If you want to go cheap on saltwater your going to have a BAD time. The only way you can really cut cost is in the rock and sand. You don't need to buy all of your rock "Live", you can buy a few pounds of it "live" and the rest just regular rock. The regular rock will be seeded by the "Live" rock you bought within a few months time. The Sand can be bought live or just regular normal sand. I got 30 pounds of normal sand for $15 dollars at petsmart, compared to 20 pounds of live sand for $40. Depending on how big your tank is, you can buy a small bag of live sand for much cheaper and a few pounds of normal sand. Just put the normal sand as your bottom layer and pour the live sand on top. Within a few months all of your sand will become live.

That is really the only way to cheap out. Depending on how deep you want your sand bed and how big your tank is, it will make it more expensive or cheaper. The same thing with the live rock. Its suggested to have 1 pound per gallon of live rock in your tank. So if you are starting a 29 gallon tank, buy about 5 pounds of live rock, and 24 pounds of normal rock. Live rock goes for $6.99 a pound normally.

When it comes to equipment, what you pay for is what you get! you need powerheads for water movement, filtration, heater, the tank, lighting, a GOOD Skimmer, sand, and rock. Go with the best stuff, because if you really want a cheap FOWLR tank you will not want to be buying fish over and over because they are dying on you. Some fish can be very expensive. My most expensive fish right now in my tank cost me close to $70 dollars, and most marine fish come with no guarantee! You get it home and it dies, your out of luck and money!

So keep that in mind when starting up a FOWLR tank! Also READ up on the cycle process! This will also save you BIG bucks in fish cost! We recommend not doing a fish in cycle because the fish LFS suggest doing the cycle with will just end up causing you problems down the road if you choose to get something else. The Damsel fish is cheap and hardy and that's why they suggest them to cycle your tank, but they end up becoming little monster harassing everything you put into your tank after. Also it's just cruel to subject fish to that kind of treatment. It's like letting them swim in a toilet without the plumbing to flush! The fish end up getting burned gills and their life span can be shorten. So a fishless cycle is the way to go and it is not hard to do. There is two methods for a fishless cycle. You can read about them on this website! One is the shrimp method which is just throwing some uncooked shrimp into the tank and let nature take it's course for about 3 to 6 weeks. The other is the ammonia method which is adding ammonia to the tank in the right amount to build the bacteria that eats the ammonia. There is more to it, but each method adds ammonia to the tank so the bacteria can start to form in the tank to effectively eat the fish waste.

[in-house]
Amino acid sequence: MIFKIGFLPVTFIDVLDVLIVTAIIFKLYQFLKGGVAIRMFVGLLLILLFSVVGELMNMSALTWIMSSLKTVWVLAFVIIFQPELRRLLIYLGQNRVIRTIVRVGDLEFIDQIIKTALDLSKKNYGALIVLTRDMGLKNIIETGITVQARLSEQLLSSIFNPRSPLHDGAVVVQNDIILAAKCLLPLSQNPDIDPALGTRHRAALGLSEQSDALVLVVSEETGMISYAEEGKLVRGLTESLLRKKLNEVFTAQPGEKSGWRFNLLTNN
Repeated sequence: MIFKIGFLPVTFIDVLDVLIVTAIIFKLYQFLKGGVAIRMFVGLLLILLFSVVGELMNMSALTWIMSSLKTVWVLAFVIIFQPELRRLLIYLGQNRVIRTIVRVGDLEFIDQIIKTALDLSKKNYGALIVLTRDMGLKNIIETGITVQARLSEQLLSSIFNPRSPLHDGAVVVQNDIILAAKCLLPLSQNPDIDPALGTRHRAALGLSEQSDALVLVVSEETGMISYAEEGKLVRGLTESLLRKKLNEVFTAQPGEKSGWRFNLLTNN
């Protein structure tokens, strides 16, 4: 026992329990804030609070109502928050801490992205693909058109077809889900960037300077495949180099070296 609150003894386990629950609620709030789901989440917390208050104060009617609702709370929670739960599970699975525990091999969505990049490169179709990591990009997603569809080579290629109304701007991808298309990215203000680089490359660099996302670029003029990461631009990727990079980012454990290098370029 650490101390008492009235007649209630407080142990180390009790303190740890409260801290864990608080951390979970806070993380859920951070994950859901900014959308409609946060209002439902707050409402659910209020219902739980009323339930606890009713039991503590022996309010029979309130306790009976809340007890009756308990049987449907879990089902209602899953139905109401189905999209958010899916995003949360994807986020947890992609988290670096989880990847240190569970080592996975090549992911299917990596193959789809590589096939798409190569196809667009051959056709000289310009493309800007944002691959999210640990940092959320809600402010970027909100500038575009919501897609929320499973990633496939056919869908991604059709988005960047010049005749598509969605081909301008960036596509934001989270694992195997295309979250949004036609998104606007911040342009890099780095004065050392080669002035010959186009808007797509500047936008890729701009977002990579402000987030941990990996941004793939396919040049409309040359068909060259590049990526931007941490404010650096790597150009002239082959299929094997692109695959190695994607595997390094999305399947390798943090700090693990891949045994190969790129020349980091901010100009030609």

So as you can see, the best method of to go cheap on a FOWLR tank is to do it right the first time. So you can enjoy the fish without too much worry of them dying on you. It also helps to learn the process of adding fish to your tank. The drip method of acclimating your new tank friends is the best method!

Learn from me! I wanted to go cheap on my freshwater set up. I ended up killing ALL my fish because I didn't cycle the tank, and I got the cheapest crap Wal-Mart could provide. I got out of doing tanks for a good while, before I started to learn about everything. I ended up going with a 29 gallon Saltwater as my next tank, and now I am about to upgrade to a 120 gallon long tank! :-p My only fish deaths now are due to jumping out of the darn tank, and not water quality. I fixed the jumping now, so no deaths to report anymore. Hope to keep it that way!!! Also don't get discouraged if some fish die because of jumping or an accident. It happens in this hobby, but after doing research and learning as much as I could, I have not had any more fish die on me.

Sorry for the long winded post. :-p
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Old 11-04-2013, 10:59 PM   #10
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Keep an eye on places like Craigslist too. I just scored about 40 lbs of live rock last weekend for free. Could have had some nice corals free too if I had a reef tank. There are people by me selling live rock for $2 lb all the time. Sometimes LFS will have used stuff for less ( does not hurt to ask) and/or companies that do tank maintenance, as clients upgrade from time to time.